While law says a person is innocent until proven guilty, the Saket dist bar councilís diktat, saying its lawyers wonít defend the gangrape accused, seems to have already announced the verdict: guilty. Though that contention is okay for the protesting youth, itís not the same for members of judicial fraternity
Shantanu Datta | January 3, 2013
While the fast-track court to deal with the gangrape and murder of the 23-year-old paramedic at Saket would start proceedings today, the Saket district bar council has made it clear that not one of the 2,500 or so advocates registered with the council would stand up for the six persons accused in the case.
This, according to reports, is a bid to ensure “speedy justice” in the case — the logic being the government would have to appoint a lawyer for the defendants.
"We have decided that no lawyer will stand up to defend them. It would be immoral to defend the case," Sanjay Kumar, a lawyer and member of the Saket District Bar Council, was quoted by the NDTV website in a report by AFP.
While that sounds extremely sanctimonious of the lawyers, what it does is mix the personal with the professional. While law says a person is innocent until proven guilty, the bar council’s diktat seems to have already set the tone and tenor of the case: guilty.
As a report in The Hindu (read it here) said this morning, even chief justice of India Altamas Kabir has “appreciated people’s anger over rape but warned against letting it overwhelm the due process of law”.
“... Let us not get carried away. A swift trial should not be at the cost of a fair trial,” he said while inaugurating the fast-track court at the Saket district court complex. “Let us not lose sight of the fact that a person is presumed innocent until proven guilty”.
In contrast, Saket court bar association president RP Kasana said, “It has been resolved in the meeting of the bar association executive committee that no lawyer from the Saket court bar association will defend the accused.”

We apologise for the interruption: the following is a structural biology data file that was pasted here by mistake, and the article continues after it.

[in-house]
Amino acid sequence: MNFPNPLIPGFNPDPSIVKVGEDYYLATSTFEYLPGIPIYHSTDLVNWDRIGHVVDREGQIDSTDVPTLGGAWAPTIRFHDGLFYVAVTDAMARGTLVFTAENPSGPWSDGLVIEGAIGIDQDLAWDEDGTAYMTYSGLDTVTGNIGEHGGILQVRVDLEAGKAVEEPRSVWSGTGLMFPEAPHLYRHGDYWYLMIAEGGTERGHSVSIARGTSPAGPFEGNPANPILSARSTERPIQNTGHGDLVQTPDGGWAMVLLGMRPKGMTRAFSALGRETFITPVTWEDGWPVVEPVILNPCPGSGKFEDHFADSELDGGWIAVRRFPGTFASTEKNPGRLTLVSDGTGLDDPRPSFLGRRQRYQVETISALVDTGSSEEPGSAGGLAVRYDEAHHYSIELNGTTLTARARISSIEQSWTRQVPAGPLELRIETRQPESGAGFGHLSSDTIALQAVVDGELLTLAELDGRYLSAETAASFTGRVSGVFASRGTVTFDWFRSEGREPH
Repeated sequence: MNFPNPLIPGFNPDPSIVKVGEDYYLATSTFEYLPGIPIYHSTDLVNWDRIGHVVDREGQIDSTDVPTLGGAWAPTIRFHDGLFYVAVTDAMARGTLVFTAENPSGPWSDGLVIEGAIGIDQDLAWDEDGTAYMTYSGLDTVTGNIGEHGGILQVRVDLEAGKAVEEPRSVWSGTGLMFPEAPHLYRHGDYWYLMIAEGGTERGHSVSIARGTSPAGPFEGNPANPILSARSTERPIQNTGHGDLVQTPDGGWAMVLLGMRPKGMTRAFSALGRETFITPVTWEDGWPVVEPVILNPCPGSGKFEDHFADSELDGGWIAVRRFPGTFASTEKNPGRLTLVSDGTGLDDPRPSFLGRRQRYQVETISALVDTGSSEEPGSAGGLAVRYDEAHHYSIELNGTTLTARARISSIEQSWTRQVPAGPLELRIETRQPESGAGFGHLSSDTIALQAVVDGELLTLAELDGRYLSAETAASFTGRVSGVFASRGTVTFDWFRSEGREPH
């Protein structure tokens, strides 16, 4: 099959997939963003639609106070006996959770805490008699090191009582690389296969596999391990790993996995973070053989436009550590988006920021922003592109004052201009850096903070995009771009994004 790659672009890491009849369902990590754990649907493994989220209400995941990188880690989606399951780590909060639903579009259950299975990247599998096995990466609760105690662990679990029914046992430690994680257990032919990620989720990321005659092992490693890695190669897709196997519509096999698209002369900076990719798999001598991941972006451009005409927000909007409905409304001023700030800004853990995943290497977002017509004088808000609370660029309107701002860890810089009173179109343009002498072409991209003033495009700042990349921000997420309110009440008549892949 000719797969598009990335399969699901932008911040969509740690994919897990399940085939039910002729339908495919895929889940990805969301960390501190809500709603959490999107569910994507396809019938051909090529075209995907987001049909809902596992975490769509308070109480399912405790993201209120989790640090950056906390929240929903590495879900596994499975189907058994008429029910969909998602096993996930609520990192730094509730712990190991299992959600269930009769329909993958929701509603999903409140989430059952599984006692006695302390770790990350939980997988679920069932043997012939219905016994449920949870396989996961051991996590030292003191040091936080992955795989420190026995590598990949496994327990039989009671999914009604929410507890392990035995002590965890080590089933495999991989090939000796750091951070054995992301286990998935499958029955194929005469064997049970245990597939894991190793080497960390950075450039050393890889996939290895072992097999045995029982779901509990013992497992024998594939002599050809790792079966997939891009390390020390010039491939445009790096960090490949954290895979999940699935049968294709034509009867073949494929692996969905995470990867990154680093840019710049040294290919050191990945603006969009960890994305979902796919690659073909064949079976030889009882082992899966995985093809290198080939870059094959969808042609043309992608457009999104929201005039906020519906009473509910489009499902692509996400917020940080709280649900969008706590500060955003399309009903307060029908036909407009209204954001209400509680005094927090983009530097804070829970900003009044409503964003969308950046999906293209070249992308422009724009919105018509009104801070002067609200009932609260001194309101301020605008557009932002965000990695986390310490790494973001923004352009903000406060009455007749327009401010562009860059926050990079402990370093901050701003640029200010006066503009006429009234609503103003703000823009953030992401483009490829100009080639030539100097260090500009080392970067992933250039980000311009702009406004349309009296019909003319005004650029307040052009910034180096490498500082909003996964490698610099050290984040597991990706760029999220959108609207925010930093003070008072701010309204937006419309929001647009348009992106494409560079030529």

Kumar and Kasana’s two-line quotes throw up more than as many disturbing questions:
1. How can the bar council set the terms for lawyers, who individually might or might not want to take up the case? As eminent defence lawyer Ram Jethmalani said several lawyers’ bodies refused to take up the case of Ajmal Amir Kasab, the lone militant arrested in the 2008 Mumbai terror attacks, "No lawyer has the right to say that he will not defend an accused.” (Read story here) "There is the express rule of the Bar Council of India that no lawyer shall refuse to defend a person on the grounds that it will make him unpopular," Jethmalani had then said.
2. How can the Saket bar council decide it would be “immoral” to defend the accused in this particular case? Is it not, by such implication, guilty of ‘leading’ the court? It could well be immoral but it is certainly not unprofessional for a defence lawyer.
3. Is the bar council correct in presuming that the mere fact of refusal to defend the accused would ‘expedite’ the case? Going back to the Kasab trial, the dismissal and opting out by several lawyers was cited as one of the reasons for the trial being prolonged. Can office-bearers of Saket bar council be reasonably sure that their diktat would not affect the time-bound nature of the case; that would be disposed of in a month or month-and-half at most, as is being projected?
4. While the people protesting against the gangrape and the gruesome and ghastly violence perpetrated on the young woman have all the right to call for public hanging and other such kangaroo court-esque demands in the passion of argument, can lawyers make similar impassioned contentions?
5. Can we start acting professionally, rather than being emotionally charged? If this remains our attitude, it could be months before the case is taken to a logical conclusion. Little wonder that so few rape accused are convicted.
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